Hunting Deals in M&A
Finding the right deal is hard. But finding companies who don't want to be found is even harder. Dustin Intihar, Director, M&A, and Strategic Alliances at Lubrizol, joined me for an interview on the M&A Science Podcast and shared his tips and experiences in hunting deals in M&A. Here are some of the highlights:
"At the end of the day, a deal is not going to get over the finish line if it's not win-win" - Dustin Intihar.
Seek the Right Person
According to Dustin, most companies that don't want to be found are the 3rd, 4th, or 5th generation family-owned businesses. So the first thing you need to do is find out who is the appropriate person you should start talking to. Whether that's the owner or not, it will be someone who has the authority to influence a potential deal.
What Dustin likes to do is to start outside his network, as he figures out who is the person that can introduce him to the target company. Then he starts expanding outwards and looks into his professional network, past colleagues, or even Linkedin connections.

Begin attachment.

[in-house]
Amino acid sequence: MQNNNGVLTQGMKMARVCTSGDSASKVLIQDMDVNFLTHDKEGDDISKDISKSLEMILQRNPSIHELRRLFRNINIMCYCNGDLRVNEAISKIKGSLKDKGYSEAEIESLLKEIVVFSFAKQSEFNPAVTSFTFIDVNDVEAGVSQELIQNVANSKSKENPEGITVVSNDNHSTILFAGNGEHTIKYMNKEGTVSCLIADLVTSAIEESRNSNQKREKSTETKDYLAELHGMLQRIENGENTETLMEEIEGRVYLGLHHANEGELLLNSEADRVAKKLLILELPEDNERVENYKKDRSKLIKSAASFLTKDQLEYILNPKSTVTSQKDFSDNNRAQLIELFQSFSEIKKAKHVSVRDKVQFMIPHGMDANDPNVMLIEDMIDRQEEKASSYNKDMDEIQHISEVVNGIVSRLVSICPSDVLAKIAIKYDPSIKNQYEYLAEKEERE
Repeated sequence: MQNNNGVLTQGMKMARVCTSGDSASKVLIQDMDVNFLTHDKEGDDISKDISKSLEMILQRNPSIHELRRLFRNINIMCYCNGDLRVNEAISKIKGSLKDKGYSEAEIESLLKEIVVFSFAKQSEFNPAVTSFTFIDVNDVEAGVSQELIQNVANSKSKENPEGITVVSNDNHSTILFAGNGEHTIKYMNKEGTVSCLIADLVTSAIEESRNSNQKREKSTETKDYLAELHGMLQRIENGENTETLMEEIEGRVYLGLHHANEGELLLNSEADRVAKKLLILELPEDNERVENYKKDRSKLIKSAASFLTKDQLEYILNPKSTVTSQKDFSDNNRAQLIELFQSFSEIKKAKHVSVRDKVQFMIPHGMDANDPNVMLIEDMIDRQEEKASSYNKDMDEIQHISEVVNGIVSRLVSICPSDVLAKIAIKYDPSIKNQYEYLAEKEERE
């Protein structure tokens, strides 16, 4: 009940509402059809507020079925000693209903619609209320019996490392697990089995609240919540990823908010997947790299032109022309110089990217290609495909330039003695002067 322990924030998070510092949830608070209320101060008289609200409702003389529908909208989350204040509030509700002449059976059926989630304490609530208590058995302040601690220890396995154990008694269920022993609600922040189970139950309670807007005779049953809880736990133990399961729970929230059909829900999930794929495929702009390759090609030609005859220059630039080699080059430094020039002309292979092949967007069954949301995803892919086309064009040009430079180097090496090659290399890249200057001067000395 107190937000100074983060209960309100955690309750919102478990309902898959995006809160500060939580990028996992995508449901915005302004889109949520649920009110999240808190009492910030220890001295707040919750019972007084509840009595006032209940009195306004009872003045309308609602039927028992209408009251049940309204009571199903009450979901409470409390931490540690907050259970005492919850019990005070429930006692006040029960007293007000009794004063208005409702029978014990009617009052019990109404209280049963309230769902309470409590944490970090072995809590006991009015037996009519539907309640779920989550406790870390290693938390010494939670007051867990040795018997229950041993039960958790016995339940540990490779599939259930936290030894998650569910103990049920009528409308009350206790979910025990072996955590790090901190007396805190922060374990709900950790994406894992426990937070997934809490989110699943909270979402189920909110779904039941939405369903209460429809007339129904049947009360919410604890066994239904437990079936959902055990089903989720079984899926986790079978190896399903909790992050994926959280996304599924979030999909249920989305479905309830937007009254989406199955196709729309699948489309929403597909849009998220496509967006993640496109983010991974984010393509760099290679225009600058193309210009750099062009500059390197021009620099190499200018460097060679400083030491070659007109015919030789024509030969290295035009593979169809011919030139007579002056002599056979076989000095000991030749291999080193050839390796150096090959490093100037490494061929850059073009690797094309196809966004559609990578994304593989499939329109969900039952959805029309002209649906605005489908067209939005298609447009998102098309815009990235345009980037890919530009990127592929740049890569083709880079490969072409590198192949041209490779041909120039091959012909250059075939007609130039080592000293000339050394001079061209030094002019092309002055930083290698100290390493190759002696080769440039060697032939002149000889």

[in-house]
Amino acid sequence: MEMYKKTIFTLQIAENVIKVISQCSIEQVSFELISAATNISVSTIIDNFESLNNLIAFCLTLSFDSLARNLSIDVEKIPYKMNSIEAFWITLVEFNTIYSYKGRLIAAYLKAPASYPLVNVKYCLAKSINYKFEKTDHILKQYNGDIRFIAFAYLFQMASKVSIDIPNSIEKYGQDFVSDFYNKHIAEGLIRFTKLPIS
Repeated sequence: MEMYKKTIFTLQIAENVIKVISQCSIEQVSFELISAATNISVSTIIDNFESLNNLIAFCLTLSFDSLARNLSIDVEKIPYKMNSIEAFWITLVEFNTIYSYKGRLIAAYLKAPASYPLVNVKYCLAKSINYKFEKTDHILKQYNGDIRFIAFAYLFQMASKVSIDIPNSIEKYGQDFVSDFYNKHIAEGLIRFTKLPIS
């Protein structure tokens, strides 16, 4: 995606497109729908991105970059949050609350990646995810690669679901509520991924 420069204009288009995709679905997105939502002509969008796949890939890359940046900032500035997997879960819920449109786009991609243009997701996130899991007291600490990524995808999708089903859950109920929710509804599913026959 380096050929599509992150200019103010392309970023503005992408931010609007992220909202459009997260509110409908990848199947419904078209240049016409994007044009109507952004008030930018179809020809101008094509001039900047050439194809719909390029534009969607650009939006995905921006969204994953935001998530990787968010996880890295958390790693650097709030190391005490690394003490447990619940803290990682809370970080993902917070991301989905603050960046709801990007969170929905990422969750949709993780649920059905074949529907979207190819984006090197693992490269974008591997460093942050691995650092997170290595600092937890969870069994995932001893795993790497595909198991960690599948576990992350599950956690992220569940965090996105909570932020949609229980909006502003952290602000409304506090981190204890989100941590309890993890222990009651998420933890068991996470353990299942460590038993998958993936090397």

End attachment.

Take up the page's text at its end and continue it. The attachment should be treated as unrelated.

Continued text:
If that doesn't work, he will start using secondary online research tools such as social media, Capital IQ, Pitchbook, and start digging into the owners and the shareholders. You also might need to engage with consultants, find former employees, or even investment bankers.
First Point of Contact
During your first call, avoid saying that you want to buy their company. Because the reality is, you don't know enough about the company for that to be true. Treat it as dating. It's a get-to-know-each-other phase, so practice active listening while letting them know what your organization does. This phase is crucial because this will determine if they will want to meet with you in person or not.
At Lubrizol, they look for leadership teams who will stay post-acquisition. This is why he never pushes hard if the target doesn't want to sell the company. He might offer minority deals or partnerships instead of cutting ties with the company. Keeping relationships good and open is important as they might decide to sell in the future. However, if the target is open and willing to sell, then he insists on that first meeting.